RIYADH, Saudi Arabia, (AP) – The leader of Hamas said Sunday that significant progress has been made in Egyptian-sponsored talks aimed at reconciling his militant Palestinian group with the rival Fatah movement.
The two main Palestinian factions have been bitterly divided since Hamas violently seized control of the Gaza Strip in 2007, leaving Western-backed Palestinian President Mahmoud Abbas of Fatah in control only of the West Bank.
The split has complicated peace efforts with Israel as well as reconstruction of the impoverished and war-damaged Gaza Strip. Efforts to bring them together in a power-sharing arrangement failed and the Egyptian-mediated talks are now aimed at ending the division by holding new Palestinian elections.
Khaled Mishal, who is based in Damascus, Syria, said Hamas still has reservations over the latest Egyptian proposal, which calls for presidential and legislative elections in the first half of this year as well as a reorganization of the security forces under Abbas’ authority. He did not elaborate.
Hamas and seven other radical, Damascus-based Palestinian factions have rejected the proposal because it does not state that Palestinians have the right to keep fighting Israel. Fatah, which favors negotiations with Israel, has accepted the Egyptian plan.
“We have made big strides in the Palestinian-Palestinian negotiations and talks that have taken place in Cairo,” Mishal said. “We are in the final stages.”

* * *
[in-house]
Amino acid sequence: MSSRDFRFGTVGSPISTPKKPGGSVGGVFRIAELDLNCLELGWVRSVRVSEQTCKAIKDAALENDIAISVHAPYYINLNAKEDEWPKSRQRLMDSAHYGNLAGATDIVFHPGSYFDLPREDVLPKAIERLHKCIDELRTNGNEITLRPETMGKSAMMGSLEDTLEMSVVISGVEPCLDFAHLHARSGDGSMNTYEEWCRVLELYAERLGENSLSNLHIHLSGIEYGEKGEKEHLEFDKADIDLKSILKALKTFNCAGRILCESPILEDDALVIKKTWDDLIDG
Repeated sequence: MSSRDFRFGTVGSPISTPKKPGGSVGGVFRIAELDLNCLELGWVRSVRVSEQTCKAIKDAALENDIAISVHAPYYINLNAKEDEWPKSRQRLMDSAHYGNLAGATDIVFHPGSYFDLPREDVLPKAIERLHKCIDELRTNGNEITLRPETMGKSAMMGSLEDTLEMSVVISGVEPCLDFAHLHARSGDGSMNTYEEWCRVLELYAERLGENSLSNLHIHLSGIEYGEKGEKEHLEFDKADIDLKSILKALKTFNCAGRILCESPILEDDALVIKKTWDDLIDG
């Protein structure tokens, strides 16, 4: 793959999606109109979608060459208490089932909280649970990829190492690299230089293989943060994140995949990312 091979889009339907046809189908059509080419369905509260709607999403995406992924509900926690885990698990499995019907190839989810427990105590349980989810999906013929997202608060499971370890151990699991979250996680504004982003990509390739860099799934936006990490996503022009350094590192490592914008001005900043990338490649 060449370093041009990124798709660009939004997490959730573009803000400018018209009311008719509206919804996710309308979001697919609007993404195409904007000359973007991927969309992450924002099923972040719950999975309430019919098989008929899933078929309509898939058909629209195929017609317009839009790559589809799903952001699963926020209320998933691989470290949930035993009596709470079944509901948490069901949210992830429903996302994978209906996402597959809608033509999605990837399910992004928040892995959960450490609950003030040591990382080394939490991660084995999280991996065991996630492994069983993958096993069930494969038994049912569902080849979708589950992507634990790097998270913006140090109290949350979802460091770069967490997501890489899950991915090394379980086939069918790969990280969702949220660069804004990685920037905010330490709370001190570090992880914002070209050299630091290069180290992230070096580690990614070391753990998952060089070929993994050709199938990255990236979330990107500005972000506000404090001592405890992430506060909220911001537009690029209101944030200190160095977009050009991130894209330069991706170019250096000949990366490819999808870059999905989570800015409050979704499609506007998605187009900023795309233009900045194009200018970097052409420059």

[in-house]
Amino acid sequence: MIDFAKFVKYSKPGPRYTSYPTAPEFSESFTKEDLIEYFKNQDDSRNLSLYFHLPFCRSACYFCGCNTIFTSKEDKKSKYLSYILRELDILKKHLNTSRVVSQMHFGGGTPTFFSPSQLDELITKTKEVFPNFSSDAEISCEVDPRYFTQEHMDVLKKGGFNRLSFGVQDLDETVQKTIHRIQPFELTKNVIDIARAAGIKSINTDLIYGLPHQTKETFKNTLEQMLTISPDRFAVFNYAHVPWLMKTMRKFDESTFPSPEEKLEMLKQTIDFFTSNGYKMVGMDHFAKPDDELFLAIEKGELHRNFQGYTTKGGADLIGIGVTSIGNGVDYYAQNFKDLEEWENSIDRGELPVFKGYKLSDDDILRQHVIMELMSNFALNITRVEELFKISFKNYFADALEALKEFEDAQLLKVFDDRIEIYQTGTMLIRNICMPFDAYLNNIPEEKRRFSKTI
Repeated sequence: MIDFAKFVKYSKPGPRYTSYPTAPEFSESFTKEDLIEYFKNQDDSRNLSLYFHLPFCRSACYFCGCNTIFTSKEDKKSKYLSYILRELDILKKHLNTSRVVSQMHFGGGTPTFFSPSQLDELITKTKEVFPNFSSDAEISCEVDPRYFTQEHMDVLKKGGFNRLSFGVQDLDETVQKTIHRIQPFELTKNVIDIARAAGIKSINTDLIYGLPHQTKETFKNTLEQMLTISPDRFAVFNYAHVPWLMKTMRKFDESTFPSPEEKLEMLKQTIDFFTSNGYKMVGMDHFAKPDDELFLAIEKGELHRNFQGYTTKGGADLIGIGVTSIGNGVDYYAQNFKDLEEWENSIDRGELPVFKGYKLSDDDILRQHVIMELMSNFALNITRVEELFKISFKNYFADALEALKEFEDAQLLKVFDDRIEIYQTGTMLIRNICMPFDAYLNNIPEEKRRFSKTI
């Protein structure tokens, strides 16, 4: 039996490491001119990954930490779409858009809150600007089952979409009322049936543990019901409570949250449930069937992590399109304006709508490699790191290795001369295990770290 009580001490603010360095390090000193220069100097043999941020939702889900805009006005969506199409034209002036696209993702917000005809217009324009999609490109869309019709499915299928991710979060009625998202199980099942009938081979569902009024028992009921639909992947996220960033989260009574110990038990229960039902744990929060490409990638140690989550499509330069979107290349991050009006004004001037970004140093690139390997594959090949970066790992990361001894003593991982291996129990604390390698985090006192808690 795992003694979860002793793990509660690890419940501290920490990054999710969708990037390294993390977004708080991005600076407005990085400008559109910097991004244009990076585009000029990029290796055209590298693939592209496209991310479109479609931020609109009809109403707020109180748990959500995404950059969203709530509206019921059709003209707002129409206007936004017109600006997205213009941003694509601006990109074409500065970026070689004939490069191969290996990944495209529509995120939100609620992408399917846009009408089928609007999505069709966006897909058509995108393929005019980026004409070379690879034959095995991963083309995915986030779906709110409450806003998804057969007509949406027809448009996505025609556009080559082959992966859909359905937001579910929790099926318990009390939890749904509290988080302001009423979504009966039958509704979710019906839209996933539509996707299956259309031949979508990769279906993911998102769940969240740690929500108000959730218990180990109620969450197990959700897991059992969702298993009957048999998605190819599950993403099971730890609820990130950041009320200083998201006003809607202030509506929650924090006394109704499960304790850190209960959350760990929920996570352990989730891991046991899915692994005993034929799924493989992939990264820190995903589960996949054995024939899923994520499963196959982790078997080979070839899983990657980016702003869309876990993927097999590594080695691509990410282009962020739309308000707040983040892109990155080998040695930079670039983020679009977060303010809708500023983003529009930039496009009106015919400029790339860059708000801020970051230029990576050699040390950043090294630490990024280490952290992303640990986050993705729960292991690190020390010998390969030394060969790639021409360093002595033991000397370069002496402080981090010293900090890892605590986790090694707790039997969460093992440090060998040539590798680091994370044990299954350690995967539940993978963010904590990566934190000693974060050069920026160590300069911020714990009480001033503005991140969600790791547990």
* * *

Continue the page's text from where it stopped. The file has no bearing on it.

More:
“The problem is the completion of the (Egyptian) paper … so it can satisfy everybody’s demands,” Mishal said during a visit to Saudi Arabia.
The kingdom sponsored a unity agreement between the two factions in February 2007. But that effort fell apart in bickering over implementation, and in June of that year Hamas ousted its rivals from Gaza in a five-day civil war.
The Hamas leader spoke after talks with Saudi Foreign Minister Saud al-Faisal. A week earlier Abbas visited for the kingdom talks with King Abdullah.
Mishal also blamed Israel for a delay in indirect negotiations to exchange hundreds of Palestinian prisoners for Israeli Sgt. Gilad Schalit, who was captured by Palestinian militants in 2006.
“We are still following the negotiations through the German mediator,” he said. “The Israeli position keeps changing. They take one step forward and two back.”